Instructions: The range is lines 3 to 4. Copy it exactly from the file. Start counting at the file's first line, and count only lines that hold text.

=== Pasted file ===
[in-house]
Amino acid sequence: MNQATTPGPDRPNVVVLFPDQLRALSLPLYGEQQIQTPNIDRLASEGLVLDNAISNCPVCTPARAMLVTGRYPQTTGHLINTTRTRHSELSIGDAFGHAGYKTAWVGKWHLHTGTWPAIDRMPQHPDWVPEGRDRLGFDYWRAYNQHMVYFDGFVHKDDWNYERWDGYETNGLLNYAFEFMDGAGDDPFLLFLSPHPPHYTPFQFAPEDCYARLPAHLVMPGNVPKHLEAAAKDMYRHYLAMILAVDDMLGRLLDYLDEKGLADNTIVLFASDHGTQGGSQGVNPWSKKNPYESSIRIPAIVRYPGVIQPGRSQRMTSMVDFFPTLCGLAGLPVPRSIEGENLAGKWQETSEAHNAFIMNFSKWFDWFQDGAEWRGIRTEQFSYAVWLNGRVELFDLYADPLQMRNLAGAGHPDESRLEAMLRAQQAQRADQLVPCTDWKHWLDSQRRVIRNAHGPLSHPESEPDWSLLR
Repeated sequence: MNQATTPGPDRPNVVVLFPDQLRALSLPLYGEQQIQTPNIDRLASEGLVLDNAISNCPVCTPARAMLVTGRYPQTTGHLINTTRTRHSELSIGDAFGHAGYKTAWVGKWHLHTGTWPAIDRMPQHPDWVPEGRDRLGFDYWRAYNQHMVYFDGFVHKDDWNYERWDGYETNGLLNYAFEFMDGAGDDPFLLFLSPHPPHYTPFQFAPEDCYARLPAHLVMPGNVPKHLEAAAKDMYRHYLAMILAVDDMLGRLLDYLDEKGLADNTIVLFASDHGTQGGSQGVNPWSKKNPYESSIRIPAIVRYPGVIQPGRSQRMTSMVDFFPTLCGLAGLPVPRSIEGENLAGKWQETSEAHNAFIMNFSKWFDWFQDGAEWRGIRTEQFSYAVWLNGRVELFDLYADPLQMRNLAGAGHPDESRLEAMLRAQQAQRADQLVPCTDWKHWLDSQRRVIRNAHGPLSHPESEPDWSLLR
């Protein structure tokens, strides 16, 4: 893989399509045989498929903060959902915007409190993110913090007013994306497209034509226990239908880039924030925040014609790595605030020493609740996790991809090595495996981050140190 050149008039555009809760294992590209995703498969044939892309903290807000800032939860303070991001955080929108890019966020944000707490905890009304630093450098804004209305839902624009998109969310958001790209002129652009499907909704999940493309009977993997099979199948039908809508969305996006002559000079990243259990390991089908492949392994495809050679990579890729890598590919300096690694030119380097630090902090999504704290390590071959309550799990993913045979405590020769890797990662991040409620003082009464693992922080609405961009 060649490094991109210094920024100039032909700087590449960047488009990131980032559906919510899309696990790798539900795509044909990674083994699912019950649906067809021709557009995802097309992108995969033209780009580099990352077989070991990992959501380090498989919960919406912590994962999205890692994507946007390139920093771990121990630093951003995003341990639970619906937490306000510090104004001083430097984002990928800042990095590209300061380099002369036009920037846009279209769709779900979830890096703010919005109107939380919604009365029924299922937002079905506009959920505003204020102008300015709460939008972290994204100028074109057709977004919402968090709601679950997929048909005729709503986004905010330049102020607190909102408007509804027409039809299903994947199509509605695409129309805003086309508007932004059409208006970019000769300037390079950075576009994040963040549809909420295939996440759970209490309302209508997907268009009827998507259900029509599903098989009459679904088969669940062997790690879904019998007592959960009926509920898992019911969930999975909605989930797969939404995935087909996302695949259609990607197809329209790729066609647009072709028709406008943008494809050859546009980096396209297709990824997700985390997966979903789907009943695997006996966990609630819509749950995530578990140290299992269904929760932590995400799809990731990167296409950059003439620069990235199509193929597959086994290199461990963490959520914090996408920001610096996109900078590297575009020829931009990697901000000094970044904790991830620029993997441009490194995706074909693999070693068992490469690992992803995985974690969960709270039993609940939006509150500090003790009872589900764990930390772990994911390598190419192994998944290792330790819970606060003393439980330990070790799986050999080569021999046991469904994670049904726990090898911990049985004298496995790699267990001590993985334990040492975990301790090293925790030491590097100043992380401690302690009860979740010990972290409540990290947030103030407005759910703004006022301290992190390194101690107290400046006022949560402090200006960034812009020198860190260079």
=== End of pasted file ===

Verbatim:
Repeated sequence: MNQATTPGPDRPNVVVLFPDQLRALSLPLYGEQQIQTPNIDRLASEGLVLDNAISNCPVCTPARAMLVTGRYPQTTGHLINTTRTRHSELSIGDAFGHAGYKTAWVGKWHLHTGTWPAIDRMPQHPDWVPEGRDRLGFDYWRAYNQHMVYFDGFVHKDDWNYERWDGYETNGLLNYAFEFMDGAGDDPFLLFLSPHPPHYTPFQFAPEDCYARLPAHLVMPGNVPKHLEAAAKDMYRHYLAMILAVDDMLGRLLDYLDEKGLADNTIVLFASDHGTQGGSQGVNPWSKKNPYESSIRIPAIVRYPGVIQPGRSQRMTSMVDFFPTLCGLAGLPVPRSIEGENLAGKWQETSEAHNAFIMNFSKWFDWFQDGAEWRGIRTEQFSYAVWLNGRVELFDLYADPLQMRNLAGAGHPDESRLEAMLRAQQAQRADQLVPCTDWKHWLDSQRRVIRNAHGPLSHPESEPDWSLLR
């Protein structure tokens, strides 16, 4: 893989399509045989498929903060959902915007409190993110913090007013994306497209034509226990239908880039924030925040014609790595605030020493609740996790991809090595495996981050140190 050149008039555009809760294992590209995703498969044939892309903290807000800032939860303070991001955080929108890019966020944000707490905890009304630093450098804004209305839902624009998109969310958001790209002129652009499907909704999940493309009977993997099979199948039908809508969305996006002559000079990243259990390991089908492949392994495809050679990579890729890598590919300096690694030119380097630090902090999504704290390590071959309550799990993913045979405590020769890797990662991040409620003082009464693992922080609405961009 060649490094991109210094920024100039032909700087590449960047488009990131980032559906919510899309696990790798539900795509044909990674083994699912019950649906067809021709557009995802097309992108995969033209780009580099990352077989070991990992959501380090498989919960919406912590994962999205890692994507946007390139920093771990121990630093951003995003341990639970619906937490306000510090104004001083430097984002990928800042990095590209300061380099002369036009920037846009279209769709779900979830890096703010919005109107939380919604009365029924299922937002079905506009959920505003204020102008300015709460939008972290994204100028074109057709977004919402968090709601679950997929048909005729709503986004905010330049102020607190909102408007509804027409039809299903994947199509509605695409129309805003086309508007932004059409208006970019000769300037390079950075576009994040963040549809909420295939996440759970209490309302209508997907268009009827998507259900029509599903098989009459679904088969669940062997790690879904019998007592959960009926509920898992019911969930999975909605989930797969939404995935087909996302695949259609990607197809329209790729066609647009072709028709406008943008494809050859546009980096396209297709990824997700985390997966979903789907009943695997006996966990609630819509749950995530578990140290299992269904929760932590995400799809990731990167296409950059003439620069990235199509193929597959086994290199461990963490959520914090996408920001610096996109900078590297575009020829931009990697901000000094970044904790991830620029993997441009490194995706074909693999070693068992490469690992992803995985974690969960709270039993609940939006509150500090003790009872589900764990930390772990994911390598190419192994998944290792330790819970606060003393439980330990070790799986050999080569021999046991469904994670049904726990090898911990049985004298496995790699267990001590993985334990040492975990301790090293925790030491590097100043992380401690302690009860979740010990972290409540990290947030103030407005759910703004006022301290992190390194101690107290400046006022949560402090200006960034812009020198860190260079």